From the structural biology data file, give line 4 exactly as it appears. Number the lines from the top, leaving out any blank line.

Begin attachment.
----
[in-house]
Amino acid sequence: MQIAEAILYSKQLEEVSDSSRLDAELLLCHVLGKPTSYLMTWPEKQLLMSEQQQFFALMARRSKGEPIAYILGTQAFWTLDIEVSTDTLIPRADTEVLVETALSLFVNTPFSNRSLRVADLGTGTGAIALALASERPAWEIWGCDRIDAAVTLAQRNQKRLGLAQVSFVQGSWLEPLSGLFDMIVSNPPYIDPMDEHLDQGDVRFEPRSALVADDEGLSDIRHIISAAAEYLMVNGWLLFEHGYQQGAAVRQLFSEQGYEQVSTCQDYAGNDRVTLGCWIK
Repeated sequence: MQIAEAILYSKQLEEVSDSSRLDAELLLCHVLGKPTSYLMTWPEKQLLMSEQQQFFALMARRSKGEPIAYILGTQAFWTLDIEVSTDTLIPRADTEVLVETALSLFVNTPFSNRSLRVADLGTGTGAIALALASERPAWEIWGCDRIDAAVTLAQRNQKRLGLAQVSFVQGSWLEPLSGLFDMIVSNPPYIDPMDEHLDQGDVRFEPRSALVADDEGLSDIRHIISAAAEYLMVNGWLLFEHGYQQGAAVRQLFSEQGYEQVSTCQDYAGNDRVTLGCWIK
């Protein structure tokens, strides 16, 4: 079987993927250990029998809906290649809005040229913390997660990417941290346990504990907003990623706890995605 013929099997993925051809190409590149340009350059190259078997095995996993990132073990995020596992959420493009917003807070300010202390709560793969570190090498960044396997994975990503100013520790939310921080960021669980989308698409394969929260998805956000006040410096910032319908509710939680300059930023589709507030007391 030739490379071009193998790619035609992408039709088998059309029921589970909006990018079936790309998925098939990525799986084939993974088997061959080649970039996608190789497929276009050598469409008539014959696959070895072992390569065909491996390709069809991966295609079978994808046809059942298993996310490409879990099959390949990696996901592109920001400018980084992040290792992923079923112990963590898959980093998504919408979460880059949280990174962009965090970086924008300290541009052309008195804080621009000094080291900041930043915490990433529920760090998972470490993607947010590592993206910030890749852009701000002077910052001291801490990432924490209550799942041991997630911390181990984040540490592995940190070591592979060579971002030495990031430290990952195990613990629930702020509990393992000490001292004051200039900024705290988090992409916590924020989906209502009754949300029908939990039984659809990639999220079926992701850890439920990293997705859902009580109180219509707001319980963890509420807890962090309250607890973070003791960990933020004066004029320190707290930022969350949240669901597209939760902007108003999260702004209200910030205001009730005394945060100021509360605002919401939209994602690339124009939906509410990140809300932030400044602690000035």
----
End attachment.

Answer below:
């Protein structure tokens, strides 16, 4: 079987993927250990029998809906290649809005040229913390997660990417941290346990504990907003990623706890995605 013929099997993925051809190409590149340009350059190259078997095995996993990132073990995020596992959420493009917003807070300010202390709560793969570190090498960044396997994975990503100013520790939310921080960021669980989308698409394969929260998805956000006040410096910032319908509710939680300059930023589709507030007391 030739490379071009193998790619035609992408039709088998059309029921589970909006990018079936790309998925098939990525799986084939993974088997061959080649970039996608190789497929276009050598469409008539014959696959070895072992390569065909491996390709069809991966295609079978994808046809059942298993996310490409879990099959390949990696996901592109920001400018980084992040290792992923079923112990963590898959980093998504919408979460880059949280990174962009965090970086924008300290541009052309008195804080621009000094080291900041930043915490990433529920760090998972470490993607947010590592993206910030890749852009701000002077910052001291801490990432924490209550799942041991997630911390181990984040540490592995940190070591592979060579971002030495990031430290990952195990613990629930702020509990393992000490001292004051200039900024705290988090992409916590924020989906209502009754949300029908939990039984659809990639999220079926992701850890439920990293997705859902009580109180219509707001319980963890509420807890962090309250607890973070003791960990933020004066004029320190707290930022969350949240669901597209939760902007108003999260702004209200910030205001009730005394945060100021509360605002919401939209994602690339124009939906509410990140809300932030400044602690000035």